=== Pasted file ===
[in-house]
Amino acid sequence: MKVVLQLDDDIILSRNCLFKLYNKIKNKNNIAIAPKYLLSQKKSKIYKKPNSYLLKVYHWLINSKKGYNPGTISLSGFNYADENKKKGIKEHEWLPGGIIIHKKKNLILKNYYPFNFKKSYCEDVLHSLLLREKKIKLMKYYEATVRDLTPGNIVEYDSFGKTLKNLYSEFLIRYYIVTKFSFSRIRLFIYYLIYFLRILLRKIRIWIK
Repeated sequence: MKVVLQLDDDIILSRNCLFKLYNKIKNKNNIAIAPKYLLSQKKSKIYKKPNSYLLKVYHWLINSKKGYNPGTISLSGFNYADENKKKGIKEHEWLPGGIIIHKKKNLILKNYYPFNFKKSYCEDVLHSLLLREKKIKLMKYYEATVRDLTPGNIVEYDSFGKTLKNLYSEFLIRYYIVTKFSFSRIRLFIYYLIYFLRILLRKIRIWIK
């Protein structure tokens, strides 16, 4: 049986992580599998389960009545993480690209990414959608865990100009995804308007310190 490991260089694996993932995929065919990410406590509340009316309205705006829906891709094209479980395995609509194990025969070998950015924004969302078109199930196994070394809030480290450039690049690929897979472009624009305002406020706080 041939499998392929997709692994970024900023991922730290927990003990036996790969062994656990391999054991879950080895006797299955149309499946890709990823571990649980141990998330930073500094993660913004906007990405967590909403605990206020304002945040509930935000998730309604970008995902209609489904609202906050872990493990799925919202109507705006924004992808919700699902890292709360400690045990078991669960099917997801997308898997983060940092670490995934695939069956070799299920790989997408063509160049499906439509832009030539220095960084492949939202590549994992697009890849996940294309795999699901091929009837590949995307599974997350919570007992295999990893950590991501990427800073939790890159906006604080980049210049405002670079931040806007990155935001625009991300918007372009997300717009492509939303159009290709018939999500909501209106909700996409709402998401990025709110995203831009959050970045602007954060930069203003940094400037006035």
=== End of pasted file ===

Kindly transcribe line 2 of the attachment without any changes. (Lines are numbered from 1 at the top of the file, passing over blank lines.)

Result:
Amino acid sequence: MKVVLQLDDDIILSRNCLFKLYNKIKNKNNIAIAPKYLLSQKKSKIYKKPNSYLLKVYHWLINSKKGYNPGTISLSGFNYADENKKKGIKEHEWLPGGIIIHKKKNLILKNYYPFNFKKSYCEDVLHSLLLREKKIKLMKYYEATVRDLTPGNIVEYDSFGKTLKNLYSEFLIRYYIVTKFSFSRIRLFIYYLIYFLRILLRKIRIWIK